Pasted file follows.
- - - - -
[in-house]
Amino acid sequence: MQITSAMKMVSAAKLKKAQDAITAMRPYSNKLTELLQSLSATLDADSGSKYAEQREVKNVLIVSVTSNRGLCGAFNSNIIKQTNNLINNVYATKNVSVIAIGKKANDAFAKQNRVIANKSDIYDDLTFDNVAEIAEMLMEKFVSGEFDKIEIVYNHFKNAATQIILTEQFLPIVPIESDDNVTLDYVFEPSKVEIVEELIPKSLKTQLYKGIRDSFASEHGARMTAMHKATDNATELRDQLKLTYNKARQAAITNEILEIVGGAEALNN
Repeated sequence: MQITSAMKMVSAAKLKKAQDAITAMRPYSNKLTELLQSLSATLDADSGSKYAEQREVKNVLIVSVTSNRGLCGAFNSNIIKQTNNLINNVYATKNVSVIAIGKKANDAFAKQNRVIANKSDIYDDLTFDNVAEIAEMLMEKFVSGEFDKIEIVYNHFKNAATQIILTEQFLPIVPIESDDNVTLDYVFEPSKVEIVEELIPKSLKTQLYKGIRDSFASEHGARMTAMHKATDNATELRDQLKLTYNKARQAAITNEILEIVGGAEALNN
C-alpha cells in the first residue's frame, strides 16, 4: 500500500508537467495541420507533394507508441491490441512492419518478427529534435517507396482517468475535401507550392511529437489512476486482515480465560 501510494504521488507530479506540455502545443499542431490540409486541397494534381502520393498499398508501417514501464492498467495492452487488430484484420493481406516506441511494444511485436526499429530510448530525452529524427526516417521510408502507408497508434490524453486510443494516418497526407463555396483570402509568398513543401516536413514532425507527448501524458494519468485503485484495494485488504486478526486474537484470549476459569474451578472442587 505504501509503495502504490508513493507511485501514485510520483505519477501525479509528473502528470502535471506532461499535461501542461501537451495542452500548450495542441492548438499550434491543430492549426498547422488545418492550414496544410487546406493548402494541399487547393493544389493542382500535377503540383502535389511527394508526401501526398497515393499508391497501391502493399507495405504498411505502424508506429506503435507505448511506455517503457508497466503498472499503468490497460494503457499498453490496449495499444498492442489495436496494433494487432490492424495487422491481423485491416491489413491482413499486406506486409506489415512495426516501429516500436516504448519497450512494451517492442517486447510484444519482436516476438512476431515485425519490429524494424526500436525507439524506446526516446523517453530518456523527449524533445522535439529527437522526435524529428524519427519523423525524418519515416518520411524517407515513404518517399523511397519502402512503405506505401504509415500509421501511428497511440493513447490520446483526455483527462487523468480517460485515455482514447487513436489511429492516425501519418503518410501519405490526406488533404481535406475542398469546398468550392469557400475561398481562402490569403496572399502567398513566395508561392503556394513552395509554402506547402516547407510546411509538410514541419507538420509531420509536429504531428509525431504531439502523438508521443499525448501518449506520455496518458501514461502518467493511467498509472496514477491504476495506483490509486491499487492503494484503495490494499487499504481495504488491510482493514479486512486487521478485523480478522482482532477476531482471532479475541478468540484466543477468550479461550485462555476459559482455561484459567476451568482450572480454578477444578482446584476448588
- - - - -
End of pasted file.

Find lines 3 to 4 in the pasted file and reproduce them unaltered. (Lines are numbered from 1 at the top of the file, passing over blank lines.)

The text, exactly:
Repeated sequence: MQITSAMKMVSAAKLKKAQDAITAMRPYSNKLTELLQSLSATLDADSGSKYAEQREVKNVLIVSVTSNRGLCGAFNSNIIKQTNNLINNVYATKNVSVIAIGKKANDAFAKQNRVIANKSDIYDDLTFDNVAEIAEMLMEKFVSGEFDKIEIVYNHFKNAATQIILTEQFLPIVPIESDDNVTLDYVFEPSKVEIVEELIPKSLKTQLYKGIRDSFASEHGARMTAMHKATDNATELRDQLKLTYNKARQAAITNEILEIVGGAEALNN
C-alpha cells in the first residue's frame, strides 16, 4: 500500500508537467495541420507533394507508441491490441512492419518478427529534435517507396482517468475535401507550392511529437489512476486482515480465560 501510494504521488507530479506540455502545443499542431490540409486541397494534381502520393498499398508501417514501464492498467495492452487488430484484420493481406516506441511494444511485436526499429530510448530525452529524427526516417521510408502507408497508434490524453486510443494516418497526407463555396483570402509568398513543401516536413514532425507527448501524458494519468485503485484495494485488504486478526486474537484470549476459569474451578472442587 505504501509503495502504490508513493507511485501514485510520483505519477501525479509528473502528470502535471506532461499535461501542461501537451495542452500548450495542441492548438499550434491543430492549426498547422488545418492550414496544410487546406493548402494541399487547393493544389493542382500535377503540383502535389511527394508526401501526398497515393499508391497501391502493399507495405504498411505502424508506429506503435507505448511506455517503457508497466503498472499503468490497460494503457499498453490496449495499444498492442489495436496494433494487432490492424495487422491481423485491416491489413491482413499486406506486409506489415512495426516501429516500436516504448519497450512494451517492442517486447510484444519482436516476438512476431515485425519490429524494424526500436525507439524506446526516446523517453530518456523527449524533445522535439529527437522526435524529428524519427519523423525524418519515416518520411524517407515513404518517399523511397519502402512503405506505401504509415500509421501511428497511440493513447490520446483526455483527462487523468480517460485515455482514447487513436489511429492516425501519418503518410501519405490526406488533404481535406475542398469546398468550392469557400475561398481562402490569403496572399502567398513566395508561392503556394513552395509554402506547402516547407510546411509538410514541419507538420509531420509536429504531428509525431504531439502523438508521443499525448501518449506520455496518458501514461502518467493511467498509472496514477491504476495506483490509486491499487492503494484503495490494499487499504481495504488491510482493514479486512486487521478485523480478522482482532477476531482471532479475541478468540484466543477468550479461550485462555476459559482455561484459567476451568482450572480454578477444578482446584476448588